The Eagles, with Carson Wentz, at least are starting out with a clean slate under new coach Doug Pederson. As a former backup quarterback in the NFL, Pederson ought to be good for Wentz, but one thing no one can predict is how a kid who grew up and played college football in North Dakota will react to the glare of life in Philly, arguably the NFL’s harshest media market. You want patience? Philly doesn’t seem like the place to find it.
By Michael Donovan
Memo to Eagles fans who hope that drafting quarterback Carson Wentz is a ticket to the Super Bowl:
History says, “not so fast!”
For the seventh time in the Super Bowl era — and the third time in five years — the first two players chosen in the NFL Draft were quarterbacks. Feel free to start the office pool now on which one of them will fail because, almost surely, one or both of them will.
This has nothing, well, almost nothing, to do with either Jared Goff or Carson Wentz and everything to do with the weight of history, expectations and the teams that chose them.
It is too soon to make a definitive judgment on last year’s top two, Jameis Winston andMarcus Mariota, but in the previous cases of quarterbacks drafted 1-2, only once did both of them succeed, and that was 45 years ago, back in a kinder, gentler, non-Twitter, non-ESPN world when teams — and fans — had a lot more patience.
They were Jim Plunkett and Archie Manning.
Since then, these were the 1-2 quarterback drafts before last year: Drew Bledsoe-Rick Mirer (1993), Peyton Manning-Ryan Leaf (1998), Tim Couch-Donovan McNabb (1999), Andrew Luck-Robert Griffin III (2012). (Yeah, you can argue Griffin has not fully failed yet, but his original team gave up on him and he is starting over in that NFL quarterback graveyard known as Cleveland.)
It is not the only reason, of course, but as long-time former NFL GM Ernie Accorsi once explained, in days of yore, a team could lose a game, slink back home, make a few perfunctory comments to the local media, then go about its business of trying to improve without the glare of a national microscope and all of today’s accompanying media criticism.
Now, one defeat is a major issue. Two constitute an emergency. Three is a catastrophe. In today’s world, do you think Terry Bradshaw would have been allowed five years to develop into a future Hall of Fame quarterback? Would a late, late draft pick like Bart Starr even have gotten a chance? Could the Giants have waited out Phil Simms’ injuries? Could the Cowboys have the patience for Roger Staubach to finish his Navy commitment?
It takes a certain mentality and a strong skin for a young quarterback to survive the slings and arrows, keep his head down and his head up at the same time, and survive both the developmental process and, probably, a coach who is more worried about his own immediate survival than the team’s future.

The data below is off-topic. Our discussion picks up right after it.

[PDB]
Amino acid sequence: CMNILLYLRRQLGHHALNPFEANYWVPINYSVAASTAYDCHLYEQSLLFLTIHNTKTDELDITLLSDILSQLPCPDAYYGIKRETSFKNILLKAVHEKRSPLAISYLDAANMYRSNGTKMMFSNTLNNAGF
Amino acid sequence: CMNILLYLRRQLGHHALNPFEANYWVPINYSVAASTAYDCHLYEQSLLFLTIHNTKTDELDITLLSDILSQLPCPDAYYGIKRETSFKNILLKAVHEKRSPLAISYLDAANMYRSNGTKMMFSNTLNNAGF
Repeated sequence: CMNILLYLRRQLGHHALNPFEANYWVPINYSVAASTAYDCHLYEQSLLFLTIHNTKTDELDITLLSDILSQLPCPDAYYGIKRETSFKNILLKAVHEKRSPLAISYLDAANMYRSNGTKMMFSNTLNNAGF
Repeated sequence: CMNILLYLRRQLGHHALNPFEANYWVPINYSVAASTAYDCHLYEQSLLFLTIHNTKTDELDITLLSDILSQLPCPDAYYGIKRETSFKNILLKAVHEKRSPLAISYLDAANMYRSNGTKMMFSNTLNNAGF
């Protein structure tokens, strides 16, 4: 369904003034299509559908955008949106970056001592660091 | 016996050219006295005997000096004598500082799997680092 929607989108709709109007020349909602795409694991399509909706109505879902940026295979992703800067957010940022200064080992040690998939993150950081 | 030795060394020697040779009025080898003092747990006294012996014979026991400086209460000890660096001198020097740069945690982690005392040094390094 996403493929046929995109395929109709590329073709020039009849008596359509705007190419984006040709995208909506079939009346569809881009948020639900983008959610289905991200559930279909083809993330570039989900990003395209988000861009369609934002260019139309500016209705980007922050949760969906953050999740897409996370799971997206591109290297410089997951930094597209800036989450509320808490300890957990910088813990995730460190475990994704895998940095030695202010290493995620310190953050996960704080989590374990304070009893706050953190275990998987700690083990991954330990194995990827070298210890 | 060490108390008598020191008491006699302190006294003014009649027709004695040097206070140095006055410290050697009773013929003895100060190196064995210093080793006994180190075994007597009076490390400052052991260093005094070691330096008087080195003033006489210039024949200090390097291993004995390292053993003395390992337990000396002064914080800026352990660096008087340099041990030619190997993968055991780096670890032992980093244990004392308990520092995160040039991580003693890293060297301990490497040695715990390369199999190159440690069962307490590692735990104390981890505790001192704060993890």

The NFL’s difficulty in developing young quarterbacks, even those drafted high, directly is tied to the league’s lack of patience with coaches trying to build a program. Consider the cases of those quarterbacks drafted 1-2, which occurred four times, between 1993 and 2012: Five of the eight coaches involved in those selections were gone by the end of the quarterback’s second year.
Which makes the current case of Jeff Fisher and the once-again Los Angeles Rams so unusual.
Six years ago, Fisher chose Sam Bradford with the first pick in the draft. Bradford hasn’t been a bad player, but he has been beset by injuries. Fisher traded him to Philly (which Thursday selected Wentz as Bradford’s successor, timing TBA) and installed Nick Foles as the Rams’ quarterback. That didn’t work out so well, so Case Keenum became the starter. Now, obviously, it soon will be Goff.
In a nutshell, there is the beauty — and the curse — of the draft. The Rams and Eagles both gave up on the same two quarterbacks, so now they start over. And the Cowboys, a year after a ridiculous miscalculation letting NFL rushing champion DeMarco Murray walk, will try to replace him with Ezekiel Elliott.
As for the top pick, it would be unfair to pick on Fisher, although few NFL coaches survive as long as he has (21 years as a head coach) without winning a Super Bowl. Few? How about two? Dan Reeves was a head coach for 23 years, Chuck Knox 22, and neither won a league championship.
However, while Fisher unquestionably was caught in a couple of unique situations, like theTitans moving from Houston to Memphis to Nashville and now the Rams from St. Louis to Los Angeles, he has considerably fewer playoff appearances (six) on his resume than Reeves (nine, including four Super Bowls) or Knox (11). Just a guess, but odds are that this will be the last time he gets to make the first pick in the draft.
The Eagles, with Wentz, at least are starting out with a clean slate under new coach Doug Pederson. As a former backup quarterback in the NFL, Pederson ought to be good for Wentz, but one thing no one can predict is how a kid who grew up and played college football in North Dakota will react to the glare of life in Philly, arguably the NFL’s harshest media market. You want patience? Philly doesn’t seem like the place to find it.
Then again … of the 12 previous quarterbacks chosen in the years when passers went 1-2, not a single one owns a Super Bowl ring earned with the coach who drafted him, and only one, Peyton Manning, even owns a Super Bowl ring from the team that drafted him. In other words, Jared Goff and Carson Wentz, Jeff Fisher and Doug Pederson … good luck.